by Dr Juan Du Plessis – Chiropractor, ScoliCare Scoliosis Clinician

Adolescent Idiopathic Scoliosis is a disruption of the normal growth of a vertebra in the spine. This vertebra slowly changes shape over time which creates a wedge-shaped vertebra. There is still debate as to exactly how and why this happens, but what we do know is that the change in the spine is dependent on growth and time.

If there is more growth left, then the chance of progression increases. An 11 year old with a 25 degree scoliosis curve is more at risk than a 15 year old with a 25 degree curve.


Why is it important to avoid watching and waiting?
The Heuter-Volkmann principle of bone growth states that compression of a growth plate will create an inhibition of growth of that part of the bone, while distraction of a bone will cause the bone growth to accelerate.

Stoke’s research in 2008 states that In a predictive model of the evolution of scoliosis simulating the ‘vicious cycle’ theory, and using the published data, a small lateral curvature of the spine can produce asymmetrical spinal loading that causes asymmetrical growth and a self-perpetuating progressive deformity during skeletal growth”.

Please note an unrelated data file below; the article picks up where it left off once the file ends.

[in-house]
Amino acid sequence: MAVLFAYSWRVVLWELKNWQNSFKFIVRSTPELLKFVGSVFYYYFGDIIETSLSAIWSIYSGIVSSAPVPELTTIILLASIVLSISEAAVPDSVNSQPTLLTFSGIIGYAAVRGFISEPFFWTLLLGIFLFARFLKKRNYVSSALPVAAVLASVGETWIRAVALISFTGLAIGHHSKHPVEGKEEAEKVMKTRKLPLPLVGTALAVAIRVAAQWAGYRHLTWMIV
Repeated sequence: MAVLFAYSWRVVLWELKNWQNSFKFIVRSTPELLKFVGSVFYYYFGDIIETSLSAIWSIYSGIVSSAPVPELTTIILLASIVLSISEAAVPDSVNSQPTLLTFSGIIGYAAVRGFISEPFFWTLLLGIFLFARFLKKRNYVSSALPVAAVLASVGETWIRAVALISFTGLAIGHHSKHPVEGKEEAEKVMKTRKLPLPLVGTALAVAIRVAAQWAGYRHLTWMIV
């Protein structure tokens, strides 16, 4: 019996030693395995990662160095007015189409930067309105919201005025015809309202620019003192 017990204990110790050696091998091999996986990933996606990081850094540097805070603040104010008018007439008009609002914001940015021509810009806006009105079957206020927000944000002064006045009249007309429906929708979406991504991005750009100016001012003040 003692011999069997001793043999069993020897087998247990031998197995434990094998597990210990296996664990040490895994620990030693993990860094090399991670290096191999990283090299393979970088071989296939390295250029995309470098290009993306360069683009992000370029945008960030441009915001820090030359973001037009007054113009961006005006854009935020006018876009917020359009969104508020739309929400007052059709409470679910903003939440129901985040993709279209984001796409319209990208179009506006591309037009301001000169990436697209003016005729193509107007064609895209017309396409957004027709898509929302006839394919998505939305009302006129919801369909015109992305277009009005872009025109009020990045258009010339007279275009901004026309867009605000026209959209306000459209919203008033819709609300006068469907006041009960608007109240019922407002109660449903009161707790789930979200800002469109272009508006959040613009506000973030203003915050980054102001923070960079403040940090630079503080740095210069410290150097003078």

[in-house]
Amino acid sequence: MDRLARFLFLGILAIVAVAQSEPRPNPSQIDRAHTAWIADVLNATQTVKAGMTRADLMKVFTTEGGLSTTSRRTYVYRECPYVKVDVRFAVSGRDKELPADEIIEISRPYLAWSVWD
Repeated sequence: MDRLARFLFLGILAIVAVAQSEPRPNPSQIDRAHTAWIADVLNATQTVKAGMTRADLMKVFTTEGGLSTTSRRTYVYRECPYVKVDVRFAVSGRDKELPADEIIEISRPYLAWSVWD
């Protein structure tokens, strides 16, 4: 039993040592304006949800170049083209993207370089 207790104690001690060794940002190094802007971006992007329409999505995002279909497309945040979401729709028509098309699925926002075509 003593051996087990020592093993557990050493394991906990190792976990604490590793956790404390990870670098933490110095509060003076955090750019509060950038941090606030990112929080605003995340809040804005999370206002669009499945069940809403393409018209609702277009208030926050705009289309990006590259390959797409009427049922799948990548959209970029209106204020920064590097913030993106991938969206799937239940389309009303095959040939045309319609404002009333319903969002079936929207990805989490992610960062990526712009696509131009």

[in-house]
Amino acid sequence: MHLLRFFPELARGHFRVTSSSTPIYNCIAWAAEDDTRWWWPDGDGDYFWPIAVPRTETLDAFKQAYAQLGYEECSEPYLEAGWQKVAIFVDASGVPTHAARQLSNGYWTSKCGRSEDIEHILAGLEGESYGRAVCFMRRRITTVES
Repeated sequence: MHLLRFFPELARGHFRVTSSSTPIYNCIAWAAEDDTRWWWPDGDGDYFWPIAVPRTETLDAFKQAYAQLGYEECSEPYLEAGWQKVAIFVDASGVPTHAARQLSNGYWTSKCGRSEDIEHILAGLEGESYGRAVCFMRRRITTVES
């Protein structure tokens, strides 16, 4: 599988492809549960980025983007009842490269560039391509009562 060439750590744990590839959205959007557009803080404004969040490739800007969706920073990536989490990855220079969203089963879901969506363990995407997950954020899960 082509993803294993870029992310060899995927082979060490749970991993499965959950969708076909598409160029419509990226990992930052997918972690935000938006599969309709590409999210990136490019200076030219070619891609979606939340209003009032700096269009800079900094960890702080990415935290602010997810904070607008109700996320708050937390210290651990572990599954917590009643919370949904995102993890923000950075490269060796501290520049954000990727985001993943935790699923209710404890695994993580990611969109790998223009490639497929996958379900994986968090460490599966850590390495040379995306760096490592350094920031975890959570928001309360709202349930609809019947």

What does this mean? 

It basically highlights that if significant changes in the spine are allowed to take place, then the spine will continue to change, but with more force than when the spine was less asymmetrical.

This cycle is a repeating cycle during the growth period. As the affected vertebra changes in shape it has a knock on effect of increasing the pressure on the already affected growth plate, thus creating more asymmetry in the affected bone.

This also has a bearing on interventions in that the more the bones have changed the more difficult it is for treatment to have an effect on the curve.

Stokes, in the article “The current status of bracing in Adolescent Idiopathic Scoliosis” which is published in the Bone and Joint Journal of 2013, states that “Adolescent idiopathic scoliosis affects about 3% of children. Non-operative measures are aimed at altering the natural history to maintain the size of the curve below 40° at skeletal maturity. The weight of the evidence is in favour of bracing over observation.”

 This then rings true that it is best to intervene earlier on in the life-cycle of the scoliosis rather than allowing significant change in the bone to take place before intervention.

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